Thursday, October 31, 2013

Spaghetti (without meatballs)

When we look at the weather forecast on our handy dandy weather app and it says "50% chance of rain today," how was that forecast made? And why in the world would the meteorologist say there is a 50% chance of rain." It might sound like a ridiculous forecast, but that forecast actually means something very important. Sometimes we take the forecast for granted, but the process is quite complicated and quite meaningful.

Weather models take terabytes of data and computer power to calculate solutions to complex equations that describe, approximately, the physical interaction in the atmosphere. The initial weather data and the equations are the basic components  needed to start a weather model and make a forecast.

Since we can't know the exact condition of the atmosphere, we try to make some guesses. One method for making forecasts is to run a model several times with slightly different initial conditions. A collection of different models is called an ensemble forecast. Because the atmosphere is a chaotic system, each solution can be quite different. When we plot the solutions from each model run we get what we call "Spaghetti Plots." You can see why in the figures below--they look like strings of spaghetti noodles! Each line in the figure below represents a different solution for each of the model runs. This first figure shows the current conditions of each model before any forecast is made.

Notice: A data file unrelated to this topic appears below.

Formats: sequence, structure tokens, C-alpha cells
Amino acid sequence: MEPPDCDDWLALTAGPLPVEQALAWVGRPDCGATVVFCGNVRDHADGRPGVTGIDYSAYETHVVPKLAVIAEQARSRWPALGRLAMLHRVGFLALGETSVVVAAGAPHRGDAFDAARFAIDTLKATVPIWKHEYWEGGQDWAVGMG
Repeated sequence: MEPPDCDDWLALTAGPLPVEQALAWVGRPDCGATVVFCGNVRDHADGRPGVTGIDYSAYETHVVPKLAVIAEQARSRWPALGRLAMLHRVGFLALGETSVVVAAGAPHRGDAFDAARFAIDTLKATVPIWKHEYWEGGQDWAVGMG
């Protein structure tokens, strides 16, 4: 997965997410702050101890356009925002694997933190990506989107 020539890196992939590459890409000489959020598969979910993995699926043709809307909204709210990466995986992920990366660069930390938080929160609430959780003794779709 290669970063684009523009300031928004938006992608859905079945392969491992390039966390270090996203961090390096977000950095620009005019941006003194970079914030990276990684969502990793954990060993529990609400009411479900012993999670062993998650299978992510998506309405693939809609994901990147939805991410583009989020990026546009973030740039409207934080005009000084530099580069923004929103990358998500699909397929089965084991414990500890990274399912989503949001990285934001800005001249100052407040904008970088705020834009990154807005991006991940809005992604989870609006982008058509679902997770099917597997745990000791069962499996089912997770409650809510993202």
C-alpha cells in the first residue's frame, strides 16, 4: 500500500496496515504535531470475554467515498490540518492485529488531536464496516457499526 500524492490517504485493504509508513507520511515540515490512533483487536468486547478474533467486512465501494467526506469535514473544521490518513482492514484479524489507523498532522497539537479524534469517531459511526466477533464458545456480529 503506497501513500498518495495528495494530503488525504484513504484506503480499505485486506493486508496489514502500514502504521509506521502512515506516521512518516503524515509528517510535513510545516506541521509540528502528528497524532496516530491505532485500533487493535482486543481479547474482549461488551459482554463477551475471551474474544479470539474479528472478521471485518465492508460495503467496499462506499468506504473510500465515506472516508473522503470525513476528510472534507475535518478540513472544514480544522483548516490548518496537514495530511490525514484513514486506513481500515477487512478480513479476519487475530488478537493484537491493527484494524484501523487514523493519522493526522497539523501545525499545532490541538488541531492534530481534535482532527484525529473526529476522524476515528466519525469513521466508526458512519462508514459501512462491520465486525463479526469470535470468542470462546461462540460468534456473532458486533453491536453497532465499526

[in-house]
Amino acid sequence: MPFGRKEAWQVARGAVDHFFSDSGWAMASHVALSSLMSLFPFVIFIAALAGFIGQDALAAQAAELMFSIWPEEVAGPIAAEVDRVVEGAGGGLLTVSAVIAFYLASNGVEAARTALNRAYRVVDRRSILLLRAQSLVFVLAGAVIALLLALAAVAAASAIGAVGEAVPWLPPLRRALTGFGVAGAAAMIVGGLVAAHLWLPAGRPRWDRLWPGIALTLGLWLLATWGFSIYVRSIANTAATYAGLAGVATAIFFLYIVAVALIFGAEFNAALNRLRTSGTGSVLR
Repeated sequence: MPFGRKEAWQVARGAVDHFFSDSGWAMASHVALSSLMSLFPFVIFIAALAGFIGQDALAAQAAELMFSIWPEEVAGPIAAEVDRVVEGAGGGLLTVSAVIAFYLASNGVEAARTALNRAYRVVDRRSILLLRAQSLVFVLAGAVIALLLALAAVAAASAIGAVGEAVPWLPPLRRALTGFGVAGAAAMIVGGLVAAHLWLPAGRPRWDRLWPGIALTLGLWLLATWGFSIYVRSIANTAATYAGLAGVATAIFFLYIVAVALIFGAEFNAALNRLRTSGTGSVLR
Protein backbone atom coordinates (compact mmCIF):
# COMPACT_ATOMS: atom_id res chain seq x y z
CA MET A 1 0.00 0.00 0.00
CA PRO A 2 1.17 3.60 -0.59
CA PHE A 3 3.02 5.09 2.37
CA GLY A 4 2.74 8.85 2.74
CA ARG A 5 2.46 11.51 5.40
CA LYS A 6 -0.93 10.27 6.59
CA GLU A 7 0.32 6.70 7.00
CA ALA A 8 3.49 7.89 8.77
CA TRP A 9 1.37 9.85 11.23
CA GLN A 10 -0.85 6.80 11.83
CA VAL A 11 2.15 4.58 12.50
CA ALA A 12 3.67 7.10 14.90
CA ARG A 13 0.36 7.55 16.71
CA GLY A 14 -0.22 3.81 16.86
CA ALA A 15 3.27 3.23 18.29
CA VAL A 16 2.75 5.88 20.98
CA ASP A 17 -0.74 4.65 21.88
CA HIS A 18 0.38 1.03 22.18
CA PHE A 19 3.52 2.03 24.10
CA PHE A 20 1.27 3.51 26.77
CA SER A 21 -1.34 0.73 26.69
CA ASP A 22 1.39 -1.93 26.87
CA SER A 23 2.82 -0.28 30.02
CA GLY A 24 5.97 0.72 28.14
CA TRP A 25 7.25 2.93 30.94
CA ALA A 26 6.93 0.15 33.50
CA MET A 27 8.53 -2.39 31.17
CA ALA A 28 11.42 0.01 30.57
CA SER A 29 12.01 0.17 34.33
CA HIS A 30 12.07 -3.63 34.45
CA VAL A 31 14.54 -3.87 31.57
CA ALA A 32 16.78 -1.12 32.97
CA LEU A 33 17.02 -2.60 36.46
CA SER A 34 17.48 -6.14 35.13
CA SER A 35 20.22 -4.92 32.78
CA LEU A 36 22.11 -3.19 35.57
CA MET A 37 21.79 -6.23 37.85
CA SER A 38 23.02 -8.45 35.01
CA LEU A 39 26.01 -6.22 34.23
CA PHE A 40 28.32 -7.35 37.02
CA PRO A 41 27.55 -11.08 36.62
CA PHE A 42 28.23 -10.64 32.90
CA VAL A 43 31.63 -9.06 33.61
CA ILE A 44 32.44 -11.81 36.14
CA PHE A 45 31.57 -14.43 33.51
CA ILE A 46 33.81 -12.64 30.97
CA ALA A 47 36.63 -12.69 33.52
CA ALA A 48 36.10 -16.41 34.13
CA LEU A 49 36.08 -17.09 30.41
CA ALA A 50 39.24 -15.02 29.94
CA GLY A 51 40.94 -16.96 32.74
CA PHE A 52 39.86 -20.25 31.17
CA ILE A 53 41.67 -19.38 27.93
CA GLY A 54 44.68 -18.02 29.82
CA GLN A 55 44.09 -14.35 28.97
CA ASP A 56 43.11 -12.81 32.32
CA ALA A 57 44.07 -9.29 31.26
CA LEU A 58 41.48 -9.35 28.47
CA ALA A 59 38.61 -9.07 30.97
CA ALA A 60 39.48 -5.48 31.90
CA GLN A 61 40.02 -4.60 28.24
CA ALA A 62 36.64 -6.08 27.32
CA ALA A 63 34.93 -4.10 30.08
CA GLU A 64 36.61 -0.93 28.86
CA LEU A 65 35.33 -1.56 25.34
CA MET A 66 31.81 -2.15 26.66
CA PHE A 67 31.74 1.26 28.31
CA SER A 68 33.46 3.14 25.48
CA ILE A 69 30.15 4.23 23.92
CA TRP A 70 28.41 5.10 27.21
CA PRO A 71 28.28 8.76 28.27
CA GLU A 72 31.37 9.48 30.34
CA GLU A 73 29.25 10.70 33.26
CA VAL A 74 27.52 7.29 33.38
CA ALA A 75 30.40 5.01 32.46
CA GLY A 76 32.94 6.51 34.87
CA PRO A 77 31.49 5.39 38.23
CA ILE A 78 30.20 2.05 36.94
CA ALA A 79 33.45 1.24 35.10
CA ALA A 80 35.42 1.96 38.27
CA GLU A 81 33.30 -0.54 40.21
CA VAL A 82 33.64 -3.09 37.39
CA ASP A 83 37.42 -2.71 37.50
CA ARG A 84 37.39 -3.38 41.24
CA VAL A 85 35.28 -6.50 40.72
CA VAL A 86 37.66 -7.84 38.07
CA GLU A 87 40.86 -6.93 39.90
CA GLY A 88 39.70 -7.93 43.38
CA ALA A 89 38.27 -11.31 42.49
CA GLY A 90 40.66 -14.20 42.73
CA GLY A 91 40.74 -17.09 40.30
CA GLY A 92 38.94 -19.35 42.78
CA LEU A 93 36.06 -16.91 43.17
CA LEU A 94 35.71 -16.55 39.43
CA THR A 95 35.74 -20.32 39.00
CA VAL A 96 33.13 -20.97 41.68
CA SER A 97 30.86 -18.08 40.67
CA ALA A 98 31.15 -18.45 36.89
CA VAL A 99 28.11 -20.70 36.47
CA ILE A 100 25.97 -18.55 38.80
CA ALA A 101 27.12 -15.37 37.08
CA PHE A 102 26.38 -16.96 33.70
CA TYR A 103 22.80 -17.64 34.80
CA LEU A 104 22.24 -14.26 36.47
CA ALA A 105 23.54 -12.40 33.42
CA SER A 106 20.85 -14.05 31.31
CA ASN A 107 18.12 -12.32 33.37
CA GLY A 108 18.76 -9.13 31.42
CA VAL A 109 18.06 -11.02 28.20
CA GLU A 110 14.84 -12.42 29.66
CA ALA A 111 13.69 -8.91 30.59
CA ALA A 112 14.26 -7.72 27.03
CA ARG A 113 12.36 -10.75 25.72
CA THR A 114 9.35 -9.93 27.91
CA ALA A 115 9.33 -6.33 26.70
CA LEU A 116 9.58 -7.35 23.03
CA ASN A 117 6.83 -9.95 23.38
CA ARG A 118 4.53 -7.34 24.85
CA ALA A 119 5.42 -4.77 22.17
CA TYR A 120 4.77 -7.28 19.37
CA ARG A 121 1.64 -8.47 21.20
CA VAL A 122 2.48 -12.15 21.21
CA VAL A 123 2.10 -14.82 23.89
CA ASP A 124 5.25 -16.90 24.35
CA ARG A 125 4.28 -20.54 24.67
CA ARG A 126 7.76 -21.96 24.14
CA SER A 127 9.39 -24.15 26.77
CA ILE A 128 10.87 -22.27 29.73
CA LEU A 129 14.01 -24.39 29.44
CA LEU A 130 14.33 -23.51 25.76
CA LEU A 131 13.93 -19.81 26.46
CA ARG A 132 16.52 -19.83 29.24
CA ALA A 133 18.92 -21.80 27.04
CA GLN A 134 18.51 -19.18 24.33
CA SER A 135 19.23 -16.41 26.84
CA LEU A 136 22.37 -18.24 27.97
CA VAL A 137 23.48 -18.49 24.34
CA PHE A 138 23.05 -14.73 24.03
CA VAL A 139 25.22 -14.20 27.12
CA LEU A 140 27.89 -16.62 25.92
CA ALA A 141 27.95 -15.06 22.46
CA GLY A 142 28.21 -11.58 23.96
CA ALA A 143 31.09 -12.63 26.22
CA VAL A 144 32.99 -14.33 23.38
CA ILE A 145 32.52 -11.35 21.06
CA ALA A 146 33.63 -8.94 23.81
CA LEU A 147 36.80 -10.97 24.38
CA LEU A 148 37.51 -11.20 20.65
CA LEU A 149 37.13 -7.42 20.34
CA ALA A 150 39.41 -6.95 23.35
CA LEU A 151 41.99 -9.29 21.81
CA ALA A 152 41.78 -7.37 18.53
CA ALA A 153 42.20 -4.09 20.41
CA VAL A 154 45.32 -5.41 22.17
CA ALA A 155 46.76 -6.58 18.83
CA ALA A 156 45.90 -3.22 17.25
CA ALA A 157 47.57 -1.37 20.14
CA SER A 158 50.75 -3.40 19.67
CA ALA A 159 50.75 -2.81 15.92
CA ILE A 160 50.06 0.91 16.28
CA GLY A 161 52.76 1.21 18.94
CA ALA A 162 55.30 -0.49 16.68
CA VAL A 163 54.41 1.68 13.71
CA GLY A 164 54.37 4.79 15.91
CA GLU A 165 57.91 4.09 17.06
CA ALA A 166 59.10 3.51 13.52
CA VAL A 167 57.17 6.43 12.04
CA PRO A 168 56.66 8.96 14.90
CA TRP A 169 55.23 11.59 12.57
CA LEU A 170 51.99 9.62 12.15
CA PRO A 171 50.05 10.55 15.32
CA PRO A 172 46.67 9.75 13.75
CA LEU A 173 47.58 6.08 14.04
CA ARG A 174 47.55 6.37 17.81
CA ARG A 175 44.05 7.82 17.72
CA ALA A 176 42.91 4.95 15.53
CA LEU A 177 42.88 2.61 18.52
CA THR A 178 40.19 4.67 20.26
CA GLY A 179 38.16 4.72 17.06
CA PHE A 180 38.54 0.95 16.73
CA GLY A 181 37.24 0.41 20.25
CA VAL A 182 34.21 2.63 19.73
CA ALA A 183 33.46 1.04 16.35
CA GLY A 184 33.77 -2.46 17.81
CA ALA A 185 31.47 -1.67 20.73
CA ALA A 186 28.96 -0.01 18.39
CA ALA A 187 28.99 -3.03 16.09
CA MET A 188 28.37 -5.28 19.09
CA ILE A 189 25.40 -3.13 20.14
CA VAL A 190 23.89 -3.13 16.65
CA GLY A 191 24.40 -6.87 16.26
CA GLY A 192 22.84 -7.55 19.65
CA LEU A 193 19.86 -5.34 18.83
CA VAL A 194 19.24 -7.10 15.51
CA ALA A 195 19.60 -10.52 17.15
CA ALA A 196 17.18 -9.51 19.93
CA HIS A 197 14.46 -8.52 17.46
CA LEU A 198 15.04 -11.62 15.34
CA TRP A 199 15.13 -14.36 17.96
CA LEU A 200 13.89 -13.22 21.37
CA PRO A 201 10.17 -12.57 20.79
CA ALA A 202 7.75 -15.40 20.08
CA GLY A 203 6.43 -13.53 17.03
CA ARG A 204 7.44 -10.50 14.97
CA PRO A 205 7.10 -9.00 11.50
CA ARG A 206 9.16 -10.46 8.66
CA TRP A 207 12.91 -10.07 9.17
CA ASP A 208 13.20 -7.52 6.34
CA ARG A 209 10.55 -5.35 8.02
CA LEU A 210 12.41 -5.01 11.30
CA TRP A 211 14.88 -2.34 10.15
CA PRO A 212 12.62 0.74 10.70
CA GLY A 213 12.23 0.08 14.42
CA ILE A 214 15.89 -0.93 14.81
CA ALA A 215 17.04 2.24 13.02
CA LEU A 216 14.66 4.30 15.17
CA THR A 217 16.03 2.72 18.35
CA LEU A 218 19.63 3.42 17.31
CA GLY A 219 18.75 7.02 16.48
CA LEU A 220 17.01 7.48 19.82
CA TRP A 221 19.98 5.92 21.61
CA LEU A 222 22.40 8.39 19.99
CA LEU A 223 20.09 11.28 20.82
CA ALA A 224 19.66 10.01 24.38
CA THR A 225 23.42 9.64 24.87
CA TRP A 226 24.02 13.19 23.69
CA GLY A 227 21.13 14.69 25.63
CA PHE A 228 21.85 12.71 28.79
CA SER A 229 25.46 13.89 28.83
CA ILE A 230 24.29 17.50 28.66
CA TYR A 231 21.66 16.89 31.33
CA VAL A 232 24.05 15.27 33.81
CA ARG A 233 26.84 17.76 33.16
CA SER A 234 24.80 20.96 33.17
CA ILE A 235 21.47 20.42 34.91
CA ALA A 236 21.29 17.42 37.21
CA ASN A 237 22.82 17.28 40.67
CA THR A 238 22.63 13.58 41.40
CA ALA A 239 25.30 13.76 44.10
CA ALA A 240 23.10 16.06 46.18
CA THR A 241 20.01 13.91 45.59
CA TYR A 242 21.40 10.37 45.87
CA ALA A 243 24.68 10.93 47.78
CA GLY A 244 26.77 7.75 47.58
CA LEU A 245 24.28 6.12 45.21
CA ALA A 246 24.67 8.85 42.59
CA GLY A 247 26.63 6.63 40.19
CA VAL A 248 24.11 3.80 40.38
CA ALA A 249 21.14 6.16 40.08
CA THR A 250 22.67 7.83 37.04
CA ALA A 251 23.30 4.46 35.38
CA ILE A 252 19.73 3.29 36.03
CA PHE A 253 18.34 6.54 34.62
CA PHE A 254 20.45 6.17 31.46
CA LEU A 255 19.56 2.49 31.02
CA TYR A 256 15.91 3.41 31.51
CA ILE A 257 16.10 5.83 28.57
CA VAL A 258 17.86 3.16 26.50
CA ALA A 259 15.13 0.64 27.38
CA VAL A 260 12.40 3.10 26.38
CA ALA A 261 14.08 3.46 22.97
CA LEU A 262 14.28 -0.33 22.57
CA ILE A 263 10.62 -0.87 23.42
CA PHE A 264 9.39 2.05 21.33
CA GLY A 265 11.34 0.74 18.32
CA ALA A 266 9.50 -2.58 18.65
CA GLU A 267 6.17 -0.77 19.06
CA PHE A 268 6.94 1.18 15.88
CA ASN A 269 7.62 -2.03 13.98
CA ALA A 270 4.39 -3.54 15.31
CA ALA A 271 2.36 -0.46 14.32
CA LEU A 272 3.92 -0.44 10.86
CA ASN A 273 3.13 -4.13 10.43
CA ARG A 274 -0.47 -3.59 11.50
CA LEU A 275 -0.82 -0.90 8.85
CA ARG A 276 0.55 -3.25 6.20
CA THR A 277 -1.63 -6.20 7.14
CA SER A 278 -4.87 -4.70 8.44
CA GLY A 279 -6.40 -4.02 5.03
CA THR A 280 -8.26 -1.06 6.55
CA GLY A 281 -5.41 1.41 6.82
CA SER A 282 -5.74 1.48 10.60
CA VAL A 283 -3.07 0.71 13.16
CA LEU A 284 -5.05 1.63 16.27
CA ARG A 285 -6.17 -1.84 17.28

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All these models generally agree with one another, except for some discrepancy along the 582 height line off the coast of the Baja peninsula and out in the middle of the Atlantic ocean. When we look at solutions forward in time, however, the errors in the models begin to grow--the spaghetti starts to spread out! Below is the forecast 24 hours after the model started. Each model tends to show the same features, but there is uncertainty in the exact location of the features. Keep in mind that this map shows the entire United States, so a little perturbation between models would be the difference between a storm hitting Payson instead of Logan. 
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These plots don't show precipitation, but precipitation ensemble forecasts are similar. A 50% chance of rain means half of the models show a possibility of rain while the other half show no rain. 

The longer these models are run the larger the errors grow. Four days after the model is initialized each model run puts the troughs and ridges in different locations.
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Keep running the model to 16 days after the forecast is initialized and just about anything is possible. It's just a big bowl of Spaghetti!
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